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Guide to Electrosurgery - 7

Passionate about patient safety. AN INTRODUCTION TO ELECTROSURGERY Coagulation Currents Coagulation currents are characterised by high voltage intermittent bursts of dampened sine waves which drive the current through the tissue and relatively low current which reduces the duty cycle to 6%, Figure 6. Coagulation currents typically have a CF of around 10. Coagulation is electrical sparking over a wide area therefore less heat is produced resulting in evaporation and relatively slow dehydration which seals blood vessels while keeping cells intact. “The coagulation current is operated with the...

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Guide to Electrosurgery - 8

Passionate about patient safety. ESU Hazards and Complications Patient Return Electrode Figure 7 – a) Patient Return (Dispersive) and b) Active Electrodes Patient Return Electrode The primary function of the patient return electrode is to collect the high frequency current delivered to the patient during electrosurgery and remove it from the patient safely back to the ESU. The size of the return electrode should be proportional to the energy and the time that the ESU is used. The large electrode area and small contact impedance reduces the current density of the energy dispersing from the...

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Guide to Electrosurgery - 9

Passionate about patient safety. Testing Electrosurgical Generators Electrosurgery is the principle of inducing heat by high frequency electrical current for coagulation, cutting, desiccation and fulguration of biological tissue developed by Bovie. The correct operation of electrosurgical generators is essential to ensure patient safety and manage the risks associated with the use of high and low frequency electrical current on the human body. Manufacturers of electrosurgical generators must follow the strict design criteria of IEC 60601-2-2, which stipulates the specific requirements in...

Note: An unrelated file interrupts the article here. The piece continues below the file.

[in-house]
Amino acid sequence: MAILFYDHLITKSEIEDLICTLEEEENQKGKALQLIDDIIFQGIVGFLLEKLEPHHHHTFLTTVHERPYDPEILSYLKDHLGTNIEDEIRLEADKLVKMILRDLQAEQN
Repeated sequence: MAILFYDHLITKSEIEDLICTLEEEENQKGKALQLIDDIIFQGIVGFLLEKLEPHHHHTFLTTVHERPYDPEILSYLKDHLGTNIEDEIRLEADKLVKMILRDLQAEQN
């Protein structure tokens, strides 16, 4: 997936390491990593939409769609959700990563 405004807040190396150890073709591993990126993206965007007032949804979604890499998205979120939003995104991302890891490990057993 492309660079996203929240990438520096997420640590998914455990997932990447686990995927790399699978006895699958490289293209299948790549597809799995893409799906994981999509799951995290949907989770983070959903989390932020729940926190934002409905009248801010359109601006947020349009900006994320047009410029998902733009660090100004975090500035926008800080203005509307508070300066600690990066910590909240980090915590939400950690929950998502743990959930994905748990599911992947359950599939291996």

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Guide to Electrosurgery - 10

Passionate about patient safety. To carry out the CQM test using the Rigel Uni-Therm, connect a CQM test lead between the patient plate connector and the front panel of the Rigel Uni-Therm, see Figure 10. Figure 11 – Rotary encoder on the Rigel Uni-Therm Auto Mode CQM Test ALARM LIMIT OHMS AUTO DOWN Figure 10 – Connecting Rigel Uni-Therm to the CQM circuit Unlike conventional analyzers, the Rigel Uni-Therm utilises a motor driven potentiometer which can simulate resistance variations to within 1Ω resolution. This allows the user to trigger the CQM system by simulating fault conditions...

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Guide to Electrosurgery - 11

Passionate about patient safety. AN INTRODUCTION TO ELECTROSURGERY Power Management The Uni-Therm provides a variety of options during the power measurement and has the ability to measure currents of up to 8 Ampere RMS. The unique internal load bank is designed to minimise the phase shift, which can lead to inaccurate measurements at high frequencies and is typical of traditional electrosurgical analyzers, see Figure 15. The large colour display provides a clear and detailed interpretation of output power whilst cut and coag foot paddle control automates the process; making this a fast,...